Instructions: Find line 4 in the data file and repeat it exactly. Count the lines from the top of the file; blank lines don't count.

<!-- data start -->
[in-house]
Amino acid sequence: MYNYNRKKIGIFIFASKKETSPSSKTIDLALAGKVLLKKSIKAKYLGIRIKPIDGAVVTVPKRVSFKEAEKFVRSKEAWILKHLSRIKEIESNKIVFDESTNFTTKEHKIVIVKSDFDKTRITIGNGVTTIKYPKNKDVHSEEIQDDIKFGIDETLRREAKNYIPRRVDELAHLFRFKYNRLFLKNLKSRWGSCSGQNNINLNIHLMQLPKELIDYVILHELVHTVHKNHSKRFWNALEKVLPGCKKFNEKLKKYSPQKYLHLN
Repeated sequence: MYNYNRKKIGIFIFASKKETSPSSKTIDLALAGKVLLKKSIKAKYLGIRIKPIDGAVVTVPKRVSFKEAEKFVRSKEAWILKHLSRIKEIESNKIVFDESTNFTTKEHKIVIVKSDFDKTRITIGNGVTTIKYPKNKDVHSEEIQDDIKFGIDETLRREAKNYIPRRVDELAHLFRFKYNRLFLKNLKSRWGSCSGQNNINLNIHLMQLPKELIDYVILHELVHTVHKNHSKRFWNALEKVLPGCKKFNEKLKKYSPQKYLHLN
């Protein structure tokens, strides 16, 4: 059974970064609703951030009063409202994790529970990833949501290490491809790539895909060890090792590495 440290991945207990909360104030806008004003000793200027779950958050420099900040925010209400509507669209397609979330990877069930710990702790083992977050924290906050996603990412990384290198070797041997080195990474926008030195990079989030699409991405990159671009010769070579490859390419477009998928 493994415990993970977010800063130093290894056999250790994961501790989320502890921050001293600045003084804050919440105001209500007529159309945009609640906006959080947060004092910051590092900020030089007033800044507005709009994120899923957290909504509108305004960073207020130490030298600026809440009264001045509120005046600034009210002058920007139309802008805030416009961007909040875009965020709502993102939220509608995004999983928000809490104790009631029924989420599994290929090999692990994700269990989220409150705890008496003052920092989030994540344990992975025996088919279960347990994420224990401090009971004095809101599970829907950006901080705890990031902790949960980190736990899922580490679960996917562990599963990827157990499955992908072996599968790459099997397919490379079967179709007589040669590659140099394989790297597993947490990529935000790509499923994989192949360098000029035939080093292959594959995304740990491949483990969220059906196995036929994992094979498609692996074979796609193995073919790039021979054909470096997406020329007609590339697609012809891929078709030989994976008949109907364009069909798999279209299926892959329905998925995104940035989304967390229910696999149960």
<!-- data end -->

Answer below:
């Protein structure tokens, strides 16, 4: 059974970064609703951030009063409202994790529970990833949501290490491809790539895909060890090792590495 440290991945207990909360104030806008004003000793200027779950958050420099900040925010209400509507669209397609979330990877069930710990702790083992977050924290906050996603990412990384290198070797041997080195990474926008030195990079989030699409991405990159671009010769070579490859390419477009998928 493994415990993970977010800063130093290894056999250790994961501790989320502890921050001293600045003084804050919440105001209500007529159309945009609640906006959080947060004092910051590092900020030089007033800044507005709009994120899923957290909504509108305004960073207020130490030298600026809440009264001045509120005046600034009210002058920007139309802008805030416009961007909040875009965020709502993102939220509608995004999983928000809490104790009631029924989420599994290929090999692990994700269990989220409150705890008496003052920092989030994540344990992975025996088919279960347990994420224990401090009971004095809101599970829907950006901080705890990031902790949960980190736990899922580490679960996917562990599963990827157990499955992908072996599968790459099997397919490379079967179709007589040669590659140099394989790297597993947490990529935000790509499923994989192949360098000029035939080093292959594959995304740990491949483990969220059906196995036929994992094979498609692996074979796609193995073919790039021979054909470096997406020329007609590339697609012809891929078709030989994976008949109907364009069909798999279209299926892959329905998925995104940035989304967390229910696999149960």